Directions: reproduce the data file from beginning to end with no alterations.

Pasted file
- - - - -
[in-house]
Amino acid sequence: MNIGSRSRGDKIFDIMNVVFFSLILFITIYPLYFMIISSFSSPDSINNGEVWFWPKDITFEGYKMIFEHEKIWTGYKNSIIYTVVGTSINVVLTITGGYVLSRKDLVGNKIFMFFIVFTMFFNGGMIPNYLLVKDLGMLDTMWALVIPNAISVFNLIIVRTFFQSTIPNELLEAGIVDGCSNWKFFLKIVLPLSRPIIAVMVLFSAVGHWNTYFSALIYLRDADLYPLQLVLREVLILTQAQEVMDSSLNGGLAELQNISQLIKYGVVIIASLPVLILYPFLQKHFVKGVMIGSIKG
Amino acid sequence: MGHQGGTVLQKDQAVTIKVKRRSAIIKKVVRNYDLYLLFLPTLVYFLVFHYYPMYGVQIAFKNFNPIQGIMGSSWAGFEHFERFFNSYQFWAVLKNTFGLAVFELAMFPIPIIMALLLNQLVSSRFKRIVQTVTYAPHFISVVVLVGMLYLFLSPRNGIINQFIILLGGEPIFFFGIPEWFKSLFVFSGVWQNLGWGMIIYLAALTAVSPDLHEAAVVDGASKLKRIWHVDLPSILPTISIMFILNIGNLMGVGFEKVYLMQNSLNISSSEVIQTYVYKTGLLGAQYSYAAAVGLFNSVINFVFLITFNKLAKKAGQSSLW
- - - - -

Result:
[in-house]
Amino acid sequence: MNIGSRSRGDKIFDIMNVVFFSLILFITIYPLYFMIISSFSSPDSINNGEVWFWPKDITFEGYKMIFEHEKIWTGYKNSIIYTVVGTSINVVLTITGGYVLSRKDLVGNKIFMFFIVFTMFFNGGMIPNYLLVKDLGMLDTMWALVIPNAISVFNLIIVRTFFQSTIPNELLEAGIVDGCSNWKFFLKIVLPLSRPIIAVMVLFSAVGHWNTYFSALIYLRDADLYPLQLVLREVLILTQAQEVMDSSLNGGLAELQNISQLIKYGVVIIASLPVLILYPFLQKHFVKGVMIGSIKG
Amino acid sequence: MGHQGGTVLQKDQAVTIKVKRRSAIIKKVVRNYDLYLLFLPTLVYFLVFHYYPMYGVQIAFKNFNPIQGIMGSSWAGFEHFERFFNSYQFWAVLKNTFGLAVFELAMFPIPIIMALLLNQLVSSRFKRIVQTVTYAPHFISVVVLVGMLYLFLSPRNGIINQFIILLGGEPIFFFGIPEWFKSLFVFSGVWQNLGWGMIIYLAALTAVSPDLHEAAVVDGASKLKRIWHVDLPSILPTISIMFILNIGNLMGVGFEKVYLMQNSLNISSSEVIQTYVYKTGLLGAQYSYAAAVGLFNSVINFVFLITFNKLAKKAGQSSLW